In an earlier article I challenged some common usage myths. I have more, which I lifted from Bill Walsh's theslot.com:
Myth: Got is a dirty word. Often, there are more elegant ways of saying what you mean. But don't let yourself be so consumed with hatred for this workhorse of a word that you reflexively reach for longer words: Obama obtained 38 percent of the vote in Iowa? No. Obama received 38 percent of the vote in Iowa? Fine, but I don't think it's worth the extra ink and paper compared with Obama got 38 percent of the vote in Iowa.
Myth: Fast and slow cannot be used as adverbs. Quickly has its place, but it shouldn't be an automatic
search-and-replace substitute for fast. Maybe I want to finish the meeting quickly so I can get home and watch
Law & Order, but when I get in my car to make that happen, I drive fast. (Nobody drives quickly.)
Myth: Over and under refer only to physical relationships. Nonsense. I'm under 50, and sometimes
I drive over 55 mph.
Myth: Fewer cannot be used with countable things. Well, there's countable and then there's countable.
Measurements such as age and money, for example, often don't translate to discrete units. You probably make less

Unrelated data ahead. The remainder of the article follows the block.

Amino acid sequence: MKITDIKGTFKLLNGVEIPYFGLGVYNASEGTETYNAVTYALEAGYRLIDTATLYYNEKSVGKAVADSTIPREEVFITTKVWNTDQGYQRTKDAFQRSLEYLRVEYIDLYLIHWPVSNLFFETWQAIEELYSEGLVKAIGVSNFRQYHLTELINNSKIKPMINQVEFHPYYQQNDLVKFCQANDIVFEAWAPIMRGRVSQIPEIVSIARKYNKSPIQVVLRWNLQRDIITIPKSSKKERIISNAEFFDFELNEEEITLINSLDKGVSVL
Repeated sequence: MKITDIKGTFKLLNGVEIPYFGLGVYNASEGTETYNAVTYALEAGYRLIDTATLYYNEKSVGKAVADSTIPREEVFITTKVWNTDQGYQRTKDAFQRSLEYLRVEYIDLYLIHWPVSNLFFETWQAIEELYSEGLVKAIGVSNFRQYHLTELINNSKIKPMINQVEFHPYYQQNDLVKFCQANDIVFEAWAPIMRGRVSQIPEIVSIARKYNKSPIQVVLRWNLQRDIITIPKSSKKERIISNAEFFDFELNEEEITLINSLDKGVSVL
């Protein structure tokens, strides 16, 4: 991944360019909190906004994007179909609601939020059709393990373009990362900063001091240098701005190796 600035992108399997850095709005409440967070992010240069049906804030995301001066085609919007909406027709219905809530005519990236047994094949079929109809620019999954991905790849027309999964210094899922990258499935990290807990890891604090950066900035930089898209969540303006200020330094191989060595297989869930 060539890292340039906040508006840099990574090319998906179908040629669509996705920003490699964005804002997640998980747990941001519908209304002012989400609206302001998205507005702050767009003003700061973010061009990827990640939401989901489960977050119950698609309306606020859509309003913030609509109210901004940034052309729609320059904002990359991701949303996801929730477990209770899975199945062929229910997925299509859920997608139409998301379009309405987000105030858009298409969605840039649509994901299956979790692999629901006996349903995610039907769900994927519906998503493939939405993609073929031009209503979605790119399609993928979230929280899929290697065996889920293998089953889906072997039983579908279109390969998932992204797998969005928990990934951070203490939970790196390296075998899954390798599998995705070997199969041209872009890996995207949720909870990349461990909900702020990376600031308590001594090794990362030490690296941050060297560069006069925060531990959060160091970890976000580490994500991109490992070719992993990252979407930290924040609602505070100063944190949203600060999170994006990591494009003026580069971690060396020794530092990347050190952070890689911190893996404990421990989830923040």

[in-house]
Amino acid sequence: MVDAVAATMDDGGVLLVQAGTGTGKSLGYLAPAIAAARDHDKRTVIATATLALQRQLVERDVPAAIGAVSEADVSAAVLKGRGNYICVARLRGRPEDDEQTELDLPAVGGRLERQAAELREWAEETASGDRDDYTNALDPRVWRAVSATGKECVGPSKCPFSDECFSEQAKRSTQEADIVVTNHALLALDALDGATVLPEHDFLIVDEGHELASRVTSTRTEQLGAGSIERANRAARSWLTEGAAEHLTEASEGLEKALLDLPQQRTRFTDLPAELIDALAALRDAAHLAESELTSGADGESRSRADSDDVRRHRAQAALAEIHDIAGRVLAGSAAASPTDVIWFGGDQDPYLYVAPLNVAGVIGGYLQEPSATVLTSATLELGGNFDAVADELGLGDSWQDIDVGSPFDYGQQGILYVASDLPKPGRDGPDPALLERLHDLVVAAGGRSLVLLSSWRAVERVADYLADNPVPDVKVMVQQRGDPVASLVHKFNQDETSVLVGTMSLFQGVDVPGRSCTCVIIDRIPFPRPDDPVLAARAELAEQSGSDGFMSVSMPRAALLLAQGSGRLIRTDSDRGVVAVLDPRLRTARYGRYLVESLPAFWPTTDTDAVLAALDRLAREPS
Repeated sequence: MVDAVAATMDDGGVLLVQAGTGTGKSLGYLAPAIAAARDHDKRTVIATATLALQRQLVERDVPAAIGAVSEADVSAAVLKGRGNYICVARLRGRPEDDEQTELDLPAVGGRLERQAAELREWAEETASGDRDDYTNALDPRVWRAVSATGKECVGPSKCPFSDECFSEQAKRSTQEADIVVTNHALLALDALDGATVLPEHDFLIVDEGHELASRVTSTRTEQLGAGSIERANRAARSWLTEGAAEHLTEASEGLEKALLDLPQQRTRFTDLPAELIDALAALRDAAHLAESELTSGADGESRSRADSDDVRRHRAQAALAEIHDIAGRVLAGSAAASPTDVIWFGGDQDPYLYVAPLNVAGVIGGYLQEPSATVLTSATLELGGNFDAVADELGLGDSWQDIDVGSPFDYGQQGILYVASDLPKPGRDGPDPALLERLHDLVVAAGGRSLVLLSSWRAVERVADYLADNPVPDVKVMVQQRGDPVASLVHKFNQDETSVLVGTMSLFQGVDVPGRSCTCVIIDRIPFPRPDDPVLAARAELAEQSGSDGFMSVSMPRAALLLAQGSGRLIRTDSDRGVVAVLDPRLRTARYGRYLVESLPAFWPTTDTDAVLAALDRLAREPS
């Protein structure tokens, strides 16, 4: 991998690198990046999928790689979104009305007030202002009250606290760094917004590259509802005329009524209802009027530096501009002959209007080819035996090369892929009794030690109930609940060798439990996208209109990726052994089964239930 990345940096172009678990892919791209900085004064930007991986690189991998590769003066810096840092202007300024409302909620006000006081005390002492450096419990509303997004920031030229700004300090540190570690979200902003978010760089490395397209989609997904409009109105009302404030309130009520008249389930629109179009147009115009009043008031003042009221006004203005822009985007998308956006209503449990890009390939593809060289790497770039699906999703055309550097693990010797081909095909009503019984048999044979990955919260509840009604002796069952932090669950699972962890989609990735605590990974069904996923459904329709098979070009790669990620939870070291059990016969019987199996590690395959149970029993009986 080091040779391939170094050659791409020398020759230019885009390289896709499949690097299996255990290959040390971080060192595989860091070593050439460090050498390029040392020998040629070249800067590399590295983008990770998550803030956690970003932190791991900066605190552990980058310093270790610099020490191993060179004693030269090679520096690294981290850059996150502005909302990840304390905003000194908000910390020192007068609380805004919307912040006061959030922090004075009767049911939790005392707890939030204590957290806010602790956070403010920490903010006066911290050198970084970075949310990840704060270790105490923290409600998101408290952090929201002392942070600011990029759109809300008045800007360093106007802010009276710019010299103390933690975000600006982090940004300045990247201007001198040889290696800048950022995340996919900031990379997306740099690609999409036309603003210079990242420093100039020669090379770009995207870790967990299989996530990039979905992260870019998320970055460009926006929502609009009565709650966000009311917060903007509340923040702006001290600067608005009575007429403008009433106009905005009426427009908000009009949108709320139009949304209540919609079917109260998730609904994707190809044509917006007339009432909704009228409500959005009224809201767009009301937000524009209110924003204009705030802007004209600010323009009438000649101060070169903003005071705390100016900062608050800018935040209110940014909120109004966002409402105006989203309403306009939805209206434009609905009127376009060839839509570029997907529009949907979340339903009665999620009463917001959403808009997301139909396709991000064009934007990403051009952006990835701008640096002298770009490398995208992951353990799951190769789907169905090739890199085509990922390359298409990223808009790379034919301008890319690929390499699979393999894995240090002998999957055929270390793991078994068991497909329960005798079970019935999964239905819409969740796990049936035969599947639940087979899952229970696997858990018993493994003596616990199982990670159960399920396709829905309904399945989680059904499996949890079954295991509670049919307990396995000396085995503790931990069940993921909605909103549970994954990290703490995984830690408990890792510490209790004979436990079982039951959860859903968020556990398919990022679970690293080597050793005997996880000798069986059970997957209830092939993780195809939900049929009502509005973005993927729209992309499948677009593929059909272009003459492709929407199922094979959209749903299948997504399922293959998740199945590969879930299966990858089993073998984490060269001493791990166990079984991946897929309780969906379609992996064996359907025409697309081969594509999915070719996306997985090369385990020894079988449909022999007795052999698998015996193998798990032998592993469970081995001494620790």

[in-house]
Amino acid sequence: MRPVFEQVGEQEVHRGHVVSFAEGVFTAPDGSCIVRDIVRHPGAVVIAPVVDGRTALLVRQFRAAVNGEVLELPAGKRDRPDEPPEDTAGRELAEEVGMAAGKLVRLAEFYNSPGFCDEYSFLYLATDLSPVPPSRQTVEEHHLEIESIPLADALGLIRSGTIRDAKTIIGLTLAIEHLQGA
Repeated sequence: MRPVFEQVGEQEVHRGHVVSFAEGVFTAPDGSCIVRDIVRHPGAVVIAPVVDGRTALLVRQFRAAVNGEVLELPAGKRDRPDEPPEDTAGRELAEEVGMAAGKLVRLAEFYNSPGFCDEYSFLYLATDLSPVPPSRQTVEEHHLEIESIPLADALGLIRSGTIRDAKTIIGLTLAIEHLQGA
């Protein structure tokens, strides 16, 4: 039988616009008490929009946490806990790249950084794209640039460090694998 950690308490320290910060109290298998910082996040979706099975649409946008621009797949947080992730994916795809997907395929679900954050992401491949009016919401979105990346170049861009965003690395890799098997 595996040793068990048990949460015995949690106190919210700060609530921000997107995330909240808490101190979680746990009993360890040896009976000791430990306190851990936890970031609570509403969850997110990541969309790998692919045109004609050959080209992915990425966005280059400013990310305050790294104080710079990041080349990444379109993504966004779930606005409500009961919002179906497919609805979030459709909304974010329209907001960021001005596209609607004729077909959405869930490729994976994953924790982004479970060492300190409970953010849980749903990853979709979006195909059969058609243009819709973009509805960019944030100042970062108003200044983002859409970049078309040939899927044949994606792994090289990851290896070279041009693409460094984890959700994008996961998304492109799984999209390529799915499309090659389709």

than $1 million a year, and you hope you don't have less than six months to live.
Myth: Between can be used only when just two items are involved. On the beach you feel the sand between
your toes, even if you have four or five of them. You might travel between three continents; to travel among sounds
Myth: Always different from, never different than. Sometimes the than idiom is the only
way different can work. Ali is different now than he was when he was the champion. There's no reason to muck up
that sentence by making it different now from the way he was when he was the champion.
Myth: Never use a hyphen after a word ending in -ly. That guideline applies only to adverbs ending in
those letters, so family-run business is fine. And beware of adjectives that take the -ly suffix:
Manly and likely, among others, are not adverbs.
Here are some claims that aren't so popular among purists:
Is media plural? When it's referring to more than one medium, yes. When it's referring to the press and its electronic equivalents, well, ask yourself this: Is Dan Rather a medium? Are you a medium? If you can substitute the word press for media, it's singular.
Can host be a verb? It's clear, it's well established, and the alternative (play host to?) is clunky.